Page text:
1977 Dick Harris 1985 Bart Bolton 1993 Rick Swanborg 2001 Bill Grady 2009 Jo Hoppe
1978 Dick Harris 1986 Warren Harkness 1994 Stew Stokes 2002 Bob Barrett 2010 Bill Wellman
1979 John Dacey 1987 Brad Sweet 1995 Bill Fallon 2003 Dave Brown 2011 Kevin More
1980 Les Ball 1988 Irwin Abrams 1996 Charles Hewitt 2004 Pat Randall 2012 Michael Brooks
1981 Don Brown 1989 Jim Slusser 1997 Kavin Moody 2005 Pat Randall 2013 Tom Catalini
1982 Bill Synnott 1990 Paul Palmisciano 1998 Jim Fitchett 2006 Mike MacKenty 2014 Sara Morgan
1983 Eeve Arkush 1991 David Briggs 1999 Bill Wellman 2007 Mary Meadows
1984 Ralph Loftin 1992 Rick Swanborg 2000 Luke Chilone 2008 Jo Hoppe

Capital Area (Washington, D.C.) Chapter[edit]

Capital Area Website SIM's first chapter to be Chartered in May 1979.

Central California (Fresno) Chapter[edit]

Central California Chapter Website. The geographical scope of the Central California Chapter is primarily within the San Joaquin Valley – from Stockton, CA to Bakersfield, CA.

Central Connecticut Chapter[edit]

Central Connecticut Website Chartered in November 1984.

Central Florida Chapter[edit]

Central Florida Chapter Website

Charlotte Region[edit]

Charlotte Region Website

Chicago Chapter[edit]

Chicago Chapter Website Chartered in September 1979.

Colorado Chapter[edit]

Colorado Chapter Website Chartered in February 1988.

Dallas/Fort Worth Chapter[edit]

Dallas Fort Worth Chapter Website. Chartered in 1983. The IT Executive of the Year Award was created by the Dallas/Fort Worth Chapter in 1998. The DFW SIM Chapter played host chapter for SIMPosium in 1986, 2006, and will host again in 2012.

Detroit Chapter[edit]

Detroit Chapter Website Chartered in October 1987.

Fairfield/Westchester (Connecticut and New York) Chapter[edit]

Fairfield/Westchester Chapter Website. Chartered in 2000.[31]

Houston Chapter[edit]

Houstn Chapter Website

Indianapolis Chapter[edit]

Indianapolis Chapter Website Chartered in September 1986.

Las Vegas Chapter[edit]

Las Vegas Chapter Website Chartered in 2012.

Louisville Chapter[edit]

Chartered October 2014

Memphis Chapter[edit]

Memphis Chapter Website Chartered in October 1988.

Minnesota Chapter[edit]

Minnesota Chapter Website

The Minnesota Chapter strives to bring all the above benefits close to home. Through meetings and presentations by fellow top practitioners, industry leaders, and recognized experts in technology and management, the Minnesota Chapter strives to offer members an opportunity to establish peer contacts, share critical leadership issues, and discuss common concerns.[32] The result is access to both local and international perspectives, continuing professional development and an elite network of peer resources. Interested CIOs, VP of Information Systems, Directors and other senior level managers of technology are welcome to apply.

In Minnesota SIM, a typical meeting includes an interactive presentation with engaging dialog between members and presenters followed by time for networking with fellow members.

The following are examples of recent program topics:

"Switching Gears: Learn to Successfully Navigate Through Change"

"Everybody Talks but Few Communicate"

"The Essential Architect: Pulling the Thread"

"Practical Advice to Cutting IT Costs" (Panel Discussion)

“End-of-Life IT Asset Disposal Processes: The Road to Mitigating Financial & Legal Risks” (Panel Discussion)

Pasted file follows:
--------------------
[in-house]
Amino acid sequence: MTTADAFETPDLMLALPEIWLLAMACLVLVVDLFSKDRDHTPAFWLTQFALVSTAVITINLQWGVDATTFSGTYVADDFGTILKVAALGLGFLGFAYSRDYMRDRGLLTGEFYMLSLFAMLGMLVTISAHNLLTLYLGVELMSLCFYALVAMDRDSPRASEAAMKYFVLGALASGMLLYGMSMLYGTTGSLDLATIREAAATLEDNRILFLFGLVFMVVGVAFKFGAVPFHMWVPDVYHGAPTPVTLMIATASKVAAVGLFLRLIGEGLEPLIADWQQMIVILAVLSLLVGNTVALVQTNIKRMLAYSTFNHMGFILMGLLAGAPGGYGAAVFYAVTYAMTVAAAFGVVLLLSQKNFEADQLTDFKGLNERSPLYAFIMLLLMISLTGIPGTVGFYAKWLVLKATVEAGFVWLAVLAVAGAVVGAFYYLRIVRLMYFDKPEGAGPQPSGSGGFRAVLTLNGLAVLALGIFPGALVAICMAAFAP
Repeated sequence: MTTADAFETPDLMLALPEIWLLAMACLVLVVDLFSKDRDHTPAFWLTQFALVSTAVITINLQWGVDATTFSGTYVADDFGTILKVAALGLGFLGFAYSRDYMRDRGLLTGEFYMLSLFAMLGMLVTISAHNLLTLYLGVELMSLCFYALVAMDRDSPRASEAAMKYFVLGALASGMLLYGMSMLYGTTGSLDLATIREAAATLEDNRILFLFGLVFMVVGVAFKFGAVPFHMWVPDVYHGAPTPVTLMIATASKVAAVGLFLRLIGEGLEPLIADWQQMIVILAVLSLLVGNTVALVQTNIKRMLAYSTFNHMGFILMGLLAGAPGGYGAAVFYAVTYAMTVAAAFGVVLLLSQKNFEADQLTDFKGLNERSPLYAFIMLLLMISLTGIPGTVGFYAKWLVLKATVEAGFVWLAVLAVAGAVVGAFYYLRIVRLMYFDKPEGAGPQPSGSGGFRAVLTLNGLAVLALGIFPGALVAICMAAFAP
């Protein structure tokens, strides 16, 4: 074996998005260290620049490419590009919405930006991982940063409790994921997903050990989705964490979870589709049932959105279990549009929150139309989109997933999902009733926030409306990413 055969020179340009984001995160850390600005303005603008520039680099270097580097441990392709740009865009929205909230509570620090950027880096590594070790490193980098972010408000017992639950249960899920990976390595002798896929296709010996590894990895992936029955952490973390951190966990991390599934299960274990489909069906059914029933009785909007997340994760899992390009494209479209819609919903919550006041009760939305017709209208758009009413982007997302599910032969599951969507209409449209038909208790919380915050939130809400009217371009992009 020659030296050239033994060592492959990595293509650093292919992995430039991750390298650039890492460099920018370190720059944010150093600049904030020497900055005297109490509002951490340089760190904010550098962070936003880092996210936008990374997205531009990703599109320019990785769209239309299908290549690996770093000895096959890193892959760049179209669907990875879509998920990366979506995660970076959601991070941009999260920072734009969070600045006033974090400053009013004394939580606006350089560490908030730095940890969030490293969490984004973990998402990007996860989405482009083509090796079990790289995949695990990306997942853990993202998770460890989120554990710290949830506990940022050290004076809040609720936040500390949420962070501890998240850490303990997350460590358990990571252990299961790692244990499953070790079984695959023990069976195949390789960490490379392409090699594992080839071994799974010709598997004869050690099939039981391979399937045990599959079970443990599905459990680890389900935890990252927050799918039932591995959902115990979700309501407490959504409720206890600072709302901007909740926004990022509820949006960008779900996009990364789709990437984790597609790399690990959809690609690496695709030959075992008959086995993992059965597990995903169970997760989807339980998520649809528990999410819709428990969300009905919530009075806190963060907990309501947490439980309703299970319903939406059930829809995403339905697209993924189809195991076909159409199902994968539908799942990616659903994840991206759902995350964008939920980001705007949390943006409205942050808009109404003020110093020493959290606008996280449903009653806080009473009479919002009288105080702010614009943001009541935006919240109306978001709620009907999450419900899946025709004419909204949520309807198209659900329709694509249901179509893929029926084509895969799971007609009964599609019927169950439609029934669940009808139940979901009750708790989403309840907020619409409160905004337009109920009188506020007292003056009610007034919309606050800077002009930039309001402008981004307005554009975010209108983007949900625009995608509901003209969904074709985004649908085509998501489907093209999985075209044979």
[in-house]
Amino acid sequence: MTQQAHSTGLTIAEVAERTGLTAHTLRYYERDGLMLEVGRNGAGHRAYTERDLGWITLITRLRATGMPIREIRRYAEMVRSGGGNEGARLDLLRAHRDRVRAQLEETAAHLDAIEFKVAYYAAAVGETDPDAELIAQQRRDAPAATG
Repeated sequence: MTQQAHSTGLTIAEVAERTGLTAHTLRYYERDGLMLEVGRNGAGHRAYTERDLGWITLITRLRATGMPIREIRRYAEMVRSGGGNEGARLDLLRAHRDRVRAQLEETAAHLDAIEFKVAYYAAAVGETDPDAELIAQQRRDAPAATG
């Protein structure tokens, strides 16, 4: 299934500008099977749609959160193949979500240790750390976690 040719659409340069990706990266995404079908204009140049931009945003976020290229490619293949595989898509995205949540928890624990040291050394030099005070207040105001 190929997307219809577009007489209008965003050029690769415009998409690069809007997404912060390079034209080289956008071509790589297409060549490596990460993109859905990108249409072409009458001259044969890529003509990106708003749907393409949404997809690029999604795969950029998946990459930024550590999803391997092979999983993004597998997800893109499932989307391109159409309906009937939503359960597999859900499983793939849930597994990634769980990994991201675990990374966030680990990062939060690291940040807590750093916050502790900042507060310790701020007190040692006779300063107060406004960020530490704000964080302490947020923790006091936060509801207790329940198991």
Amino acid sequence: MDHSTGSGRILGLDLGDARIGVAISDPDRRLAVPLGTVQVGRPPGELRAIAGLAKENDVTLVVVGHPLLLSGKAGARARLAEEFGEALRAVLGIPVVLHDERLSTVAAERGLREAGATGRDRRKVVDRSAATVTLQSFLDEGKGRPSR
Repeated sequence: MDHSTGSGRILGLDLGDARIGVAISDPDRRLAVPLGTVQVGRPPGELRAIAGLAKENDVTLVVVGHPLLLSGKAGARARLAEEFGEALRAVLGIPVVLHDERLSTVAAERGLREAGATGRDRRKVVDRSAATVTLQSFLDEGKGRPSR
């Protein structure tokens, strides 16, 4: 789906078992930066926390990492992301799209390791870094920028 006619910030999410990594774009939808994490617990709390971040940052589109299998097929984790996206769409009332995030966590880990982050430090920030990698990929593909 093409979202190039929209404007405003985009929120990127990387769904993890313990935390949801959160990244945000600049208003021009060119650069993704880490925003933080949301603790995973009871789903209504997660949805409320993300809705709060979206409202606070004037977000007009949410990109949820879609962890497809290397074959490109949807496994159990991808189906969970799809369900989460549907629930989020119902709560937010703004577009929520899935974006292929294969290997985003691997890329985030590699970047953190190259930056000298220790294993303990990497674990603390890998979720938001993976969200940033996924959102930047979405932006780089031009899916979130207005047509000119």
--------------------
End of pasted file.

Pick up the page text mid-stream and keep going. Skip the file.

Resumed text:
“The Value of Building Your Professional Network”

“Managing, Leading, Coaching - `Can you afford to be ineffective with your people?'”

"Managing Change in Technology to Maximize Operational and Financial Efficiencies"

"How To Build High Performing Teams"

“Turning B Players into A Players”

"Cyber Crime, Past, Present and Future"

"See Yourself as Others Do"

"Effective Employee Management, Mentoring and Retention"

"Ready Thinking During Times of Change"


Nashville Chapter Website Chartered in 2010

New Jersey Chapter[edit]

SIM NJ (Society for Information Management - New Jersey Chapter) - Wikipedia site
New Jersey Chapter Website Chartered in October 1984.

New York Metro Chapter[edit]

New York Metro Chapter Website. Perry Rotella, current President

Northeast Ohio Chapter[edit]

Northeast Ohio Website

Philadelphia Chapter[edit]

Philadelphia Chapter Website Chartered in February 1985.

Portland Chapter[edit]

Portland Chapter Website

The Portland Chapter of SIM was formed initially in 1996 as a satellite of the Seattle SIM Chapter through the efforts of Bill Harrison, Norm Alexander, Liz Alexander, Bill Henderson and Fred Pond. These RLF leaders and recent graduates had links to the Seattle Chapter. Independent since 1999, the Portland Chapter primarily draws members from the Portland, Oregon and Vancouver, Washington areas but also has many active members from the Salem and Corvallis regions. As of mid-2012, the chapter boasts more than 170 active members. The region is home to 1.3 million people, over 20 colleges and universities, two professional sports teams and is a center for the apparel industry, especially footwear with such names as Nike, Keen, LaCrosse/Danner, and Adidas.

The Chapter has given back to the Oregon and SW Washington community through support of local charities and scholarships to universities in the area. The Chapter has donated over $250,000 since the beginning of our philanthropic program in 2002. The chapter's primary philanthropic activity is an annual fund-raising golf tournament held in September.

Chapter programs are held monthly from September through May of the following year, traditionally on the second Wednesday evening of each month.

Past and Current Presidents of the Portland Chapter[edit]

Year President
1999 Joe Pratts
2000-01 Leslie Rohrs
2002-03 Jim Battan
2004-05 Andy Wihtol